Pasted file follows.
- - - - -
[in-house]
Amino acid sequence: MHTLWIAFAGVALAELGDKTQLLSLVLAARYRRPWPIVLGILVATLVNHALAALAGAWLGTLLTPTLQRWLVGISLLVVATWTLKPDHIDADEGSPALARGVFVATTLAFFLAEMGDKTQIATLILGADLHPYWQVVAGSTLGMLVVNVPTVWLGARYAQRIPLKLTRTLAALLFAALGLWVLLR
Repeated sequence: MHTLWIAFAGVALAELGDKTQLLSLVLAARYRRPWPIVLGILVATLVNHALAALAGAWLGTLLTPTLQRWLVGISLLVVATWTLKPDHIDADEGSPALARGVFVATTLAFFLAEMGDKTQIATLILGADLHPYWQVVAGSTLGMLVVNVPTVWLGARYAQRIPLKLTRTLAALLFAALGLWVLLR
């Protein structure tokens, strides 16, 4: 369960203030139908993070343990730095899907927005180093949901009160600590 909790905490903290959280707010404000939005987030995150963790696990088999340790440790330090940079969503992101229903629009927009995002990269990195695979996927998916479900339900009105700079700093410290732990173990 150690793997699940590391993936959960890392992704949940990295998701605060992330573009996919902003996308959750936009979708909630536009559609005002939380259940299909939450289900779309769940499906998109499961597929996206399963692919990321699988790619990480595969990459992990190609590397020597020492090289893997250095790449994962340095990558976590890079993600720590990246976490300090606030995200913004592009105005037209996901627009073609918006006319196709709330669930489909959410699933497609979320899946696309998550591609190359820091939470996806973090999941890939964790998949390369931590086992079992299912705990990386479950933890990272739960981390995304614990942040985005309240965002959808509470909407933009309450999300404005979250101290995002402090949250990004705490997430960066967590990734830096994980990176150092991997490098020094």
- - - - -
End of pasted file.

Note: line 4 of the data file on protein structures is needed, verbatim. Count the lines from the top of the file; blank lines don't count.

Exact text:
């Protein structure tokens, strides 16, 4: 369960203030139908993070343990730095899907927005180093949901009160600590 909790905490903290959280707010404000939005987030995150963790696990088999340790440790330090940079969503992101229903629009927009995002990269990195695979996927998916479900339900009105700079700093410290732990173990 150690793997699940590391993936959960890392992704949940990295998701605060992330573009996919902003996308959750936009979708909630536009559609005002939380259940299909939450289900779309769940499906998109499961597929996206399963692919990321699988790619990480595969990459992990190609590397020597020492090289893997250095790449994962340095990558976590890079993600720590990246976490300090606030995200913004592009105005037209996901627009073609918006006319196709709330669930489909959410699933497609979320899946696309998550591609190359820091939470996806973090999941890939964790998949390369931590086992079992299912705990990386479950933890990272739960981390995304614990942040985005309240965002959808509470909407933009309450999300404005979250101290995002402090949250990004705490997430960066967590990734830096994980990176150092991997490098020094």